Save your children from the monstrous clutches of a vast, dark machine.
PC Release: September 10, 2013
By Ian Coppock
2013 has been an interesting year for games, but I’m glad that the fall season is bringing with it a stir of activity in the baked corpse that is summer gaming. Which is an apt metaphor, because horror games have started to rear their magnificent heads as we look to Halloween, the next in the series of American drinking fests. I’ve seen far worse starts to the fall gaming season than Amnesia: A Machine for Pigs, but let’s see how exactly it goes about doing this.
I reference Amnesia excitedly and often, so it’s no secret I’ve been waiting for this game ever since it was first announced over a year ago. I hold Amnesia: The Dark Descent in high esteem because of the game’s deep, dark story and Frictional Games’ frustrating ability to take any semblance of safety and ease of passage away from the gameplay. The monster-infested castle crusade set the bar extremely high for the sequel.
A Machine for Pigs takes place on New Years’ Eve of 1899, 60 years after The Dark Descent. As with the first game’s Daniel, player character Oswald Mandus wakes up suffering severe amnesia (oh, look what they did there! A reference to the game title!). Mandus follows the cries of his young children and starts to get the feeling that he is not alone. The growing creepiness was reinforced with locks and keys covering everything… including the beds.
Like The Dark Descent, A Machine for Pigs builds up the initial tension quite nicely. Oswald catches glimpses of figures moving around and returns to areas that were pristine five minutes ago but have now been destroyed and vandalized. I learned from a few scattered phonographs that Oswald had taken a trip to Mexico that ended very, very badly.
What’s that? Details? And spare you the trouble of suffering through the game as I did? Nice try. After exploring some pleasantly foreboding bedrooms and bars, Oswald gets a telephone call from a stranger who says his children are in danger, trapped inside a machine that Oswald himself built. Recalling no such deed, Oswald immediately decides to save his kids, and goes into the one place we haven’t checked yet: the basement (chills).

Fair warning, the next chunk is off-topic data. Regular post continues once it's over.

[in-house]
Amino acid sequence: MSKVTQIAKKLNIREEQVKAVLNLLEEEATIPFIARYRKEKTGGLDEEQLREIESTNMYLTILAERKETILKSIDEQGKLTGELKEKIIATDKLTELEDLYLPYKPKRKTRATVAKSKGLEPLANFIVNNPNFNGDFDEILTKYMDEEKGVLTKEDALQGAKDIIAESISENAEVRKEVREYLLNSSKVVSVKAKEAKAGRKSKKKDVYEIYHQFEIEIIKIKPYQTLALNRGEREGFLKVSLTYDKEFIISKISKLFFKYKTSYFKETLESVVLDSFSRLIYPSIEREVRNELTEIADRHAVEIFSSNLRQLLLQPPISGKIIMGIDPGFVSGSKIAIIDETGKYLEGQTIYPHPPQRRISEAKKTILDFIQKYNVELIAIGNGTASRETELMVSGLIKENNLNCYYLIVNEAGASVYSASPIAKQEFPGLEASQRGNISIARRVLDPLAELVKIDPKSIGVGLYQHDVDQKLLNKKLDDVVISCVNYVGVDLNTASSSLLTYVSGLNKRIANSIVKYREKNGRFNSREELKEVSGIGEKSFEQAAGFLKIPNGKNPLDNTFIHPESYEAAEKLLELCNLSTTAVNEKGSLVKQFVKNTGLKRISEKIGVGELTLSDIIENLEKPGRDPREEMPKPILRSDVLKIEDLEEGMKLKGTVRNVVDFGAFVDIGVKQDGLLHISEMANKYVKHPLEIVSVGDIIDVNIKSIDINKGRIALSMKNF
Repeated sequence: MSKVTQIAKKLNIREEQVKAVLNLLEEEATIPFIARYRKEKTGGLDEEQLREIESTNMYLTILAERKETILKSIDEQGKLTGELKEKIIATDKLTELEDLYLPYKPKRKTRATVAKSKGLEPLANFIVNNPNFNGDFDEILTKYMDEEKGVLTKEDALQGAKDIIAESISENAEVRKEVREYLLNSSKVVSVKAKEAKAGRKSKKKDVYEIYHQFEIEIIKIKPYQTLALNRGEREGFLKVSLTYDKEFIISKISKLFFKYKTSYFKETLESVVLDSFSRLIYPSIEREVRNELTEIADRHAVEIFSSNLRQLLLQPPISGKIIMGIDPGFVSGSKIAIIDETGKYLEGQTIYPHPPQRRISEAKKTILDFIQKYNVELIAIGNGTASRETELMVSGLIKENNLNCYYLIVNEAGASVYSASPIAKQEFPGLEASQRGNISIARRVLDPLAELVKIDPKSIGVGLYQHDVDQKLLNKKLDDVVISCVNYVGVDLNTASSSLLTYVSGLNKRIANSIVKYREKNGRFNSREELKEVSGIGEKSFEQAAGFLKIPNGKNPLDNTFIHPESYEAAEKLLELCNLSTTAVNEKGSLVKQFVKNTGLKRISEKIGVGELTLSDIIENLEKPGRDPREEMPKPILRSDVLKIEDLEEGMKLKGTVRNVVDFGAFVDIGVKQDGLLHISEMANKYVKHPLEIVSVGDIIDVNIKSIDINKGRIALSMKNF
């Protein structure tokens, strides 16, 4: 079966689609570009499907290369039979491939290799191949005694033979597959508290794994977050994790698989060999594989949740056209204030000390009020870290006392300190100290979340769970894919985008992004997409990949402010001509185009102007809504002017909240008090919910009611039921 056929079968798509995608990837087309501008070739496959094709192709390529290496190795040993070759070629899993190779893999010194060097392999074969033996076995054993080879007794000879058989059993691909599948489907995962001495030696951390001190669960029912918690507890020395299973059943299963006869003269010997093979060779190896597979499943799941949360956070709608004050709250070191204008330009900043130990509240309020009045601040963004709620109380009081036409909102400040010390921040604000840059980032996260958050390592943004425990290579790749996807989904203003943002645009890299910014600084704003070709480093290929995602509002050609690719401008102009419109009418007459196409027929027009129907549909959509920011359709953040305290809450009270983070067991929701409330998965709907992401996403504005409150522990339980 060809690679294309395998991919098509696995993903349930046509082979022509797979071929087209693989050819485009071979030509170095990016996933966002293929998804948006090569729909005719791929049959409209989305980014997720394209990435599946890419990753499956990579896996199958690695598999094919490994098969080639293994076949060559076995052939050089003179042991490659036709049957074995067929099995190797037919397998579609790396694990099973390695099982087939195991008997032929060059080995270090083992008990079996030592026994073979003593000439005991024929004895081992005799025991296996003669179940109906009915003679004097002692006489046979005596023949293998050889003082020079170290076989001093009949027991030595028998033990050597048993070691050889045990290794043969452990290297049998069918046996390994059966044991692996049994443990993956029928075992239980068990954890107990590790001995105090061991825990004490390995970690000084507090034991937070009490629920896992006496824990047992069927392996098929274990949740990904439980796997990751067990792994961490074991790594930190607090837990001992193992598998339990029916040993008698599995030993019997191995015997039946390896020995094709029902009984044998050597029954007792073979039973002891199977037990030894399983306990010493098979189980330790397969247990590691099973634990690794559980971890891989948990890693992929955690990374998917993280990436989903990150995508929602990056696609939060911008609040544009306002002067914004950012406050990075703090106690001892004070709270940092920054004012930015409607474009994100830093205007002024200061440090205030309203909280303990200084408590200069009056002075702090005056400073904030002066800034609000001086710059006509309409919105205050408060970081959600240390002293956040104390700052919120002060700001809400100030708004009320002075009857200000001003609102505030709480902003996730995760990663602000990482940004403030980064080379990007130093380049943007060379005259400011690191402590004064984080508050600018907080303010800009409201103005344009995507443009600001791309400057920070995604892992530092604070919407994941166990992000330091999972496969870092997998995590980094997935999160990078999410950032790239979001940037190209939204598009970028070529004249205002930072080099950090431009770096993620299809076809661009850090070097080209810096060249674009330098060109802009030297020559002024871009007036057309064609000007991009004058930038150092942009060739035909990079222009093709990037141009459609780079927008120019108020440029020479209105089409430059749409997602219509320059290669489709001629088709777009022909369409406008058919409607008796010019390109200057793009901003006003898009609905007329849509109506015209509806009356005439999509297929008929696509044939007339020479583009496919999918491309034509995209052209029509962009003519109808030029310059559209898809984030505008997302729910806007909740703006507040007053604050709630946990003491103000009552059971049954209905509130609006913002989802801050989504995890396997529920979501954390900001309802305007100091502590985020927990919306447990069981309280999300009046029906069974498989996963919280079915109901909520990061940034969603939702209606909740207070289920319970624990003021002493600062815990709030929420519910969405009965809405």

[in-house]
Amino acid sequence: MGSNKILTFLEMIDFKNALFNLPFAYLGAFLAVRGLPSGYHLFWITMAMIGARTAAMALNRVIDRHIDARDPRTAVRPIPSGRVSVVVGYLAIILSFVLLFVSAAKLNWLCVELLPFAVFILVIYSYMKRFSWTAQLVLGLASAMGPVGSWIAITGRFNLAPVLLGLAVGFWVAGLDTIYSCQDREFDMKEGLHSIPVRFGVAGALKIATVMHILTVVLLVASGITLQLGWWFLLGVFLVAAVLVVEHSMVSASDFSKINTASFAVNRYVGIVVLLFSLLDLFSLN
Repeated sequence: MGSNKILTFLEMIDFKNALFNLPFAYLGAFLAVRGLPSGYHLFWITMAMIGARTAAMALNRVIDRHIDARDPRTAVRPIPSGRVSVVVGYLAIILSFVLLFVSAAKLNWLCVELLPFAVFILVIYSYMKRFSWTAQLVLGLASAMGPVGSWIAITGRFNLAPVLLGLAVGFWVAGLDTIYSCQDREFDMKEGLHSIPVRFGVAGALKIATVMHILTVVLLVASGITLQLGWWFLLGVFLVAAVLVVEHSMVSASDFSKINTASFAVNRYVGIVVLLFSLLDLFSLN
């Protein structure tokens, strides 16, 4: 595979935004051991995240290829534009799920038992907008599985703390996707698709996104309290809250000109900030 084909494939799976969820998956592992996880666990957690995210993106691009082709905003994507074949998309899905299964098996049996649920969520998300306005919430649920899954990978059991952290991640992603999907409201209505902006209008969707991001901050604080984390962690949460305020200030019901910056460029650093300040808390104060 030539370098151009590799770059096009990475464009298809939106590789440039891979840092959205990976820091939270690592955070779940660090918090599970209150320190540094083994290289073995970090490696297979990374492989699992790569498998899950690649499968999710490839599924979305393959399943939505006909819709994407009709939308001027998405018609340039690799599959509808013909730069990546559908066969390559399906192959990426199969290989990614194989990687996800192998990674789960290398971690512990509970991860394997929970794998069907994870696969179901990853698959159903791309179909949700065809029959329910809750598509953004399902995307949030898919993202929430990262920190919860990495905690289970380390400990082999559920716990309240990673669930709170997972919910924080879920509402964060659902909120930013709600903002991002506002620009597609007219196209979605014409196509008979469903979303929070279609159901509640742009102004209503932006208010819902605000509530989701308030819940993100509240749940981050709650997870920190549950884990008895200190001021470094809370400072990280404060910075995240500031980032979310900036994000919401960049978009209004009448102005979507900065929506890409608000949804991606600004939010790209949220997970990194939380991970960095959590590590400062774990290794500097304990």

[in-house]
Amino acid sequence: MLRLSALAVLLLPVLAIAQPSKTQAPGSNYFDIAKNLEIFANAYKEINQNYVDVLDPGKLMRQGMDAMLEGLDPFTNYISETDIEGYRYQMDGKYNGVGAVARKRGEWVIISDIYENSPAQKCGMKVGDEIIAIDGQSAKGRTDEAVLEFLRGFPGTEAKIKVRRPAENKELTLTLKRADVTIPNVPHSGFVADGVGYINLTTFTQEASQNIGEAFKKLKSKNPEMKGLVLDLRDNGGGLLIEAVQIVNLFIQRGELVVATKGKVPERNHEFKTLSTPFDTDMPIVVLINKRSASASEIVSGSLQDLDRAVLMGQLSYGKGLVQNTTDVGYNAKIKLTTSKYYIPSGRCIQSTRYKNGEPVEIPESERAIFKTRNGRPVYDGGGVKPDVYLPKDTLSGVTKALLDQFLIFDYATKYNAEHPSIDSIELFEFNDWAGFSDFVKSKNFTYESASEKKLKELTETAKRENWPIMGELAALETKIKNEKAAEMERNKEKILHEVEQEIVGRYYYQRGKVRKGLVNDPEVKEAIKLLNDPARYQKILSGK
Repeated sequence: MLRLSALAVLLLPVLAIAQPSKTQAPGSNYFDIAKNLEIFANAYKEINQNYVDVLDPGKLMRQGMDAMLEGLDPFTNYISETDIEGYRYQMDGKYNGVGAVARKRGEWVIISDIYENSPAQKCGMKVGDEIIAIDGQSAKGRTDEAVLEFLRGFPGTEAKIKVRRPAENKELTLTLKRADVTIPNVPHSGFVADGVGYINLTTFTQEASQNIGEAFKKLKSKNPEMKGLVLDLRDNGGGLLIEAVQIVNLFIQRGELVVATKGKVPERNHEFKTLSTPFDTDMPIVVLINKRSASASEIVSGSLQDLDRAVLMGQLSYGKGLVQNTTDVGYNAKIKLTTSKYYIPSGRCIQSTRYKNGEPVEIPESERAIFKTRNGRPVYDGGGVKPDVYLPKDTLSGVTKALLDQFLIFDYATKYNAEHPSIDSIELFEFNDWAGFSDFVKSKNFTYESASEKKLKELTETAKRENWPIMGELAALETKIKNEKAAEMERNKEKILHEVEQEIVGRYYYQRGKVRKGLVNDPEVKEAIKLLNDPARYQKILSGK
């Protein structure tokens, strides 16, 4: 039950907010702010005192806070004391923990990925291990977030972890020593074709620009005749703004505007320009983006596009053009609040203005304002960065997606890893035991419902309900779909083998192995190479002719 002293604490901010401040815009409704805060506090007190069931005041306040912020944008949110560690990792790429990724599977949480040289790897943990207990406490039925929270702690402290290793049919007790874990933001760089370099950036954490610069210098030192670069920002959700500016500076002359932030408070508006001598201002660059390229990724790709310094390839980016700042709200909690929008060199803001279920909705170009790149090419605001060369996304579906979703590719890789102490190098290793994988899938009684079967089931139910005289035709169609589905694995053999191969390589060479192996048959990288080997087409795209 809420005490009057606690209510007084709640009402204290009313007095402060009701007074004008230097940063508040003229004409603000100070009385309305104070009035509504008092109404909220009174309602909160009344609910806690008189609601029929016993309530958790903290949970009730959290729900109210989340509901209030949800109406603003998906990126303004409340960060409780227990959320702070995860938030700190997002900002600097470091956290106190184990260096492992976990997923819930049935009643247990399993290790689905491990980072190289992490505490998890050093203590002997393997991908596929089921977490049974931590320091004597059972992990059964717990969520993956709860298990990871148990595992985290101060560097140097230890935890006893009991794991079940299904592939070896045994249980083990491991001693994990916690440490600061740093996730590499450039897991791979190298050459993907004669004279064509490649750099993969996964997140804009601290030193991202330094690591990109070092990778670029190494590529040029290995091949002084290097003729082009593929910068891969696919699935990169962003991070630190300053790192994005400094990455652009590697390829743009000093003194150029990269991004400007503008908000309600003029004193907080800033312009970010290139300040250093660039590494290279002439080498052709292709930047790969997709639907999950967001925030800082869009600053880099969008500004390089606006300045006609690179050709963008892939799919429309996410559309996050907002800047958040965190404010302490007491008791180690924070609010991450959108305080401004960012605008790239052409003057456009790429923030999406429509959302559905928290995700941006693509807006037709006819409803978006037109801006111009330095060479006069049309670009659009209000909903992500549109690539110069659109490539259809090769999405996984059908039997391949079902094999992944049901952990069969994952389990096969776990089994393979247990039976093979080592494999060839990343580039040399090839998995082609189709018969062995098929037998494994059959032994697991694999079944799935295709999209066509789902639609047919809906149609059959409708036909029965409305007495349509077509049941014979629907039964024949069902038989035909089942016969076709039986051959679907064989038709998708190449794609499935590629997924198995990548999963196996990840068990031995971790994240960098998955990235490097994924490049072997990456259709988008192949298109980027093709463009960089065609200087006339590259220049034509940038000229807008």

To his surprise, Oswald finds an entire industrial complex buried beneath his house. We learn that prior to the Mexico incident, Oswald was a wealthy and well-respected industrialist who built an empire upon a successful meat processing enterprise.
It becomes clear, though, that this is no mere slaughterhouse. The entire facility is a machine, teeming with horrific creatures.
Monsters of any kind are bad, but the wobbling mutants Oswald finds appear to be half-man, half-pig. Fearing more than ever for his children, Oswald also becomes embroiled in a battle of wits with a mysterious saboteur, who is running about destroying machinery. Oswald is also horrified at the implications of what he sees. He built all of this? But why? What does this Machine do, and why is it filled with bipedal piggies?
Oswald, it seems, had questionable ethics before his accident. He gradually recollects past philosophies, past discussions, and a mission he undertook with the best intentions. That mission is hidden away inside the Machine, among the gore and the screams of pigs. Oswald sought to create a new, clean future for mankind, one free of wrongdoings, that somehow produced all of this. The truth, as it is, is not a pleasant one, and not even he may be able to stand it when all the memories return.
Not even I can deny that A Machine for Pigs‘ premise is engrossing, but I suppose I can avoid the question no longer; is this game better and/or scarier than its predecessor?